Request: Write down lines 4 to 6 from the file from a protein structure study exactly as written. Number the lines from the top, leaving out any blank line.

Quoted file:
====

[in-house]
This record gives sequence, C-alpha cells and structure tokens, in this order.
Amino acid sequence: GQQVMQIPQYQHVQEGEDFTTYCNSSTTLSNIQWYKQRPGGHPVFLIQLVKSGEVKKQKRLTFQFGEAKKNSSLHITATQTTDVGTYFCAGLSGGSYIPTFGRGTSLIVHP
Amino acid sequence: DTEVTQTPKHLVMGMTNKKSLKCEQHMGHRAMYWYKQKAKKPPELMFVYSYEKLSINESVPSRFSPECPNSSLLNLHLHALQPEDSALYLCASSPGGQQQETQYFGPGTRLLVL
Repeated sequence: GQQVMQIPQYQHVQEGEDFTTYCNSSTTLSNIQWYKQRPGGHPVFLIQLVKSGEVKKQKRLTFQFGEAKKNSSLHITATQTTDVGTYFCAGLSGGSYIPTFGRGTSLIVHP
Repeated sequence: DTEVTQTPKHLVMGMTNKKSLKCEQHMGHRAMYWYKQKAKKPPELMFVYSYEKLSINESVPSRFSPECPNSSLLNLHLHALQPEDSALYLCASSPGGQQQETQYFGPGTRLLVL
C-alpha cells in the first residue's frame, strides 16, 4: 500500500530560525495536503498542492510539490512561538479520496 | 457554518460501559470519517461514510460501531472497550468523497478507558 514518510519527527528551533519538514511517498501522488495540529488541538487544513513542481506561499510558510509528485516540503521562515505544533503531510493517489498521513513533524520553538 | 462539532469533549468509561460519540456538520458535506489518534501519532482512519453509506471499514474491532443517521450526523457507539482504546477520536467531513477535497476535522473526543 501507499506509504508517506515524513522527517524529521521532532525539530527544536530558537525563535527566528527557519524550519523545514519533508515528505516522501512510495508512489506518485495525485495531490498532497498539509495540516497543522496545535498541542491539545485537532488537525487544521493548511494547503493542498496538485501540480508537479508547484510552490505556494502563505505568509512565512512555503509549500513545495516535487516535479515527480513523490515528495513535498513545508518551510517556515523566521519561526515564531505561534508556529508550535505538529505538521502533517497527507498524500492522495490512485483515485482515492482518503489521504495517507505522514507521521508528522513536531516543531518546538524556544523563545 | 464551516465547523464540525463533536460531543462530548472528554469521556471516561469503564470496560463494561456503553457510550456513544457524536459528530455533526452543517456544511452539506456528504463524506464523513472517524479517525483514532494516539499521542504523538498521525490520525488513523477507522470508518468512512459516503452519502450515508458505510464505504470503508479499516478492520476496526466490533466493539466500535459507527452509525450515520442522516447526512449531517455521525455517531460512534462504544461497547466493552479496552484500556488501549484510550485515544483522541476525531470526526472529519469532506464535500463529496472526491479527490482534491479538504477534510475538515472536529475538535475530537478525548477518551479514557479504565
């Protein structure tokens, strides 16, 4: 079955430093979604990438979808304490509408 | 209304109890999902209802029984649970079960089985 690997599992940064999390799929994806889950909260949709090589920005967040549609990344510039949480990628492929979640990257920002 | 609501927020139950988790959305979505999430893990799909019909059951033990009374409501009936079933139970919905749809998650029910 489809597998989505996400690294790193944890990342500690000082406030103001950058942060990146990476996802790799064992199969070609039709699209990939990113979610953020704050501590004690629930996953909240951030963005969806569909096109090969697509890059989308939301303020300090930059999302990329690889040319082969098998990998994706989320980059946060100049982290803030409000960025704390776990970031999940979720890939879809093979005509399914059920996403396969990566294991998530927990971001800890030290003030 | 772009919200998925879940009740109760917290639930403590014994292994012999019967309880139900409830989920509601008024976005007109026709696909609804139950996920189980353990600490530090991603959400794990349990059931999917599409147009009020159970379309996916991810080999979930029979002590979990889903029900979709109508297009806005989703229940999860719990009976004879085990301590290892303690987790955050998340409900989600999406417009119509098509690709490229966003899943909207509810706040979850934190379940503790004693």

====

Amino acid sequence: DTEVTQTPKHLVMGMTNKKSLKCEQHMGHRAMYWYKQKAKKPPELMFVYSYEKLSINESVPSRFSPECPNSSLLNLHLHALQPEDSALYLCASSPGGQQQETQYFGPGTRLLVL
Repeated sequence: GQQVMQIPQYQHVQEGEDFTTYCNSSTTLSNIQWYKQRPGGHPVFLIQLVKSGEVKKQKRLTFQFGEAKKNSSLHITATQTTDVGTYFCAGLSGGSYIPTFGRGTSLIVHP
Repeated sequence: DTEVTQTPKHLVMGMTNKKSLKCEQHMGHRAMYWYKQKAKKPPELMFVYSYEKLSINESVPSRFSPECPNSSLLNLHLHALQPEDSALYLCASSPGGQQQETQYFGPGTRLLVL